Arts & Entertainment

Northern Virginia Skaters Advance To International Championships

ASHLEY WAGNER. (Photo: J. Barry Mittan)A couple of content skaters from Northern Virginia got right back to work this week after returning from the 2008 U.S. Figure Skating Championships in St. Paul, Minnesota.

Senior ladies bronze medalist Ashley Wagner of Alexandria is soon off to the International Skating Union (ISU) Four Continents Championships in Goyang City, Korea, which starts on Feb. 11, and then to the World Championships in Gothenburg, Sweden, starting March 17.

Thanks to the age requirements for ISU championships, Wagner, 16, will be the top-ranked U.S. woman at the two competitions. New U.S. ladies champion Mirai Nagasu, silver medalist Rachael Flatt and pewter medalist Caroline Zhang are all ineligible to compete. Instead, they’re headed to the World Junior Championships in Sofia, Bulgaria, where they will be joined by Tommy Steenberg of Annandale, who was named to the team after a strong ninth-place finish in the senior men’s competition.

“I’ve been wanting to go to Junior Worlds for a few years now. I’ve been an alternate. To get it this year, my last year of being age eligible, is really exciting for me,” says Steenberg, 19. In U.S. competition, the junior and senior ranks are differentiated by ability level, but internationally it is based on age. “I’m going with this great team to Junior Worlds.”

Between now and when he goes to Bulgaria (the championships start on Feb. 25), he will rechoreograph his short program, as the required elements are completely different. The free skate will require less reworking, but he will drop one spin combination because the junior program length is 30 seconds shorter.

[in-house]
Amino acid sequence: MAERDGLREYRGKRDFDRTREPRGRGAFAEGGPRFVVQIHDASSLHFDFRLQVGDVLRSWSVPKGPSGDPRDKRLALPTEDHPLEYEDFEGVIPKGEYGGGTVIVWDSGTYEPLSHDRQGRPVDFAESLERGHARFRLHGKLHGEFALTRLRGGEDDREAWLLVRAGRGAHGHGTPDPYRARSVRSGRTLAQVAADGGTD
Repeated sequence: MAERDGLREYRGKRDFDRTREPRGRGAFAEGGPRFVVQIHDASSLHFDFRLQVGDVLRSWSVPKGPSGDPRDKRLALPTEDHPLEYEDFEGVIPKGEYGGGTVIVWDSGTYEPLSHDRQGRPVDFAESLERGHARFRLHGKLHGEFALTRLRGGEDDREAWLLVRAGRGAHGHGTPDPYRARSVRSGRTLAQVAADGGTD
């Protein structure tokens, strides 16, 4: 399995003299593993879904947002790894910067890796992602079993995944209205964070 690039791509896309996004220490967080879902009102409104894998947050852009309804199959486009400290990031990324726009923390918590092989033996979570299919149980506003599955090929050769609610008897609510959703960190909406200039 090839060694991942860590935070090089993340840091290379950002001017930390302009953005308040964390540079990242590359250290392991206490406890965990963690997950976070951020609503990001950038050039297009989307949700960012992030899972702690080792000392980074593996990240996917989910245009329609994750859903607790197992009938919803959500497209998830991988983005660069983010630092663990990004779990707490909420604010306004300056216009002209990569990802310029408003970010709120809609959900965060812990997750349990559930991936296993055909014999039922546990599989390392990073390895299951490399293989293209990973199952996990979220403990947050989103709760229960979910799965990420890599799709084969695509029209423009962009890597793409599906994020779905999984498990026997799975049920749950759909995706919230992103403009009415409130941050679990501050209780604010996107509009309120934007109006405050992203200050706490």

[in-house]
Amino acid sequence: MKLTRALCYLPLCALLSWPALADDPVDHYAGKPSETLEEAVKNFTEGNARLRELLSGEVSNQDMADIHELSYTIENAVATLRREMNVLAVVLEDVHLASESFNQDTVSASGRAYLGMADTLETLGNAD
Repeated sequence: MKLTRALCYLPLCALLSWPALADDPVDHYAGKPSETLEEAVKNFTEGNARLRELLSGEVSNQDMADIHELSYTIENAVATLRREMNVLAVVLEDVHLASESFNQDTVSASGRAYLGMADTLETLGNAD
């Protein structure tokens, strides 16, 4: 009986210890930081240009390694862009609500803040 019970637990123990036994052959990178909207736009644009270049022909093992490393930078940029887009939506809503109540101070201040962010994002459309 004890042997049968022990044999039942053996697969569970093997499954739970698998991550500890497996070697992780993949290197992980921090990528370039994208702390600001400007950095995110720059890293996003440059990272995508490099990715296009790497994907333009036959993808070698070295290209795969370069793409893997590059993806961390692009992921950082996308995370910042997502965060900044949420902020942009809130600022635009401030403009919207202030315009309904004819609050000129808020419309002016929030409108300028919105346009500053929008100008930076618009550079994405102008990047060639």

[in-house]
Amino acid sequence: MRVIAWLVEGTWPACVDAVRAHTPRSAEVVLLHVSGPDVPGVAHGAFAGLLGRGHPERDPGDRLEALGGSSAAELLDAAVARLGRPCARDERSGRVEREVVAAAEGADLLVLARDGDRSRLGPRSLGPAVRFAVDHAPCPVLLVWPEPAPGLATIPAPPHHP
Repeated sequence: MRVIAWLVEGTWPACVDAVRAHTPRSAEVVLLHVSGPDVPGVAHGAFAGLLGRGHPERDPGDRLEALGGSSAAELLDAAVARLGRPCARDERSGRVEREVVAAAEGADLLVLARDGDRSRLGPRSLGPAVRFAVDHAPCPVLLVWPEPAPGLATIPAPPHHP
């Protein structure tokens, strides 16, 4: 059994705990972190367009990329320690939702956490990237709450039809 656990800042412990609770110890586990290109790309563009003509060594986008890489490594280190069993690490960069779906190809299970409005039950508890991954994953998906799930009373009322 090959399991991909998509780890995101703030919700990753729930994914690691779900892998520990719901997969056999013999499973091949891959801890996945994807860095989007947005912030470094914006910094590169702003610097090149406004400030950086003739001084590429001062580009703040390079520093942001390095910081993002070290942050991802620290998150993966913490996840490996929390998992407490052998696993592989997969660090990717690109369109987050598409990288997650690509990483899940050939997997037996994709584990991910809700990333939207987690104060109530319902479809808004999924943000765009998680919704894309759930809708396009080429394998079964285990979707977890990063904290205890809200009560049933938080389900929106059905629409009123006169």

This was Steenberg’s third year in the senior men’s division at the U.S. Championships, and he felt real progress in his skating. “I broke into the middle this year, being ninth out of 18, and my points were pretty close to a couple of guys ahead of me,” he says. “I feel, give me another year with even more determination. This was definitely a motivating experience. It reconfirmed to me my potential and what I can really do.

“In comparing myself to the other guys, I think next year I can take it to a whole other level,” he adds. “I made it to the middle group this year and I can make it into the top group very soon as long as I keep my head on straight and work hard.

“I felt like I attacked really well. I was pretty calm. I felt I had prepared myself well for this event and I was ready to go for everything with no regrets.”

Evan Lysacek, 22, originally from Naperville, Ill. and now living in Los Angeles, successfully defended the senior men’s title by the narrowest of margins over three-time U.S. Men’s Champion Johnny Weir, 23. They actually finished the competition tied at 244.77 points — virtually unheard of under the international judging system — and Lysacek’s win in the free skate got him the gold.

“I don’t even know how that happened,” Steenberg says. “To go all the way down to a hundredth of a point, that is really weird. For it to be a National Championship, and it’s not like it’s between two lower placements. It was one and two. The chances of that are freaky.

“I think everyone did a good job. It seemed like the general consensus for the entire men’s event was that everyone skated pretty solid for the short and the long programs. In the long program, a lot of people put out good performances. A lot of people got off the ice relieved or happy.”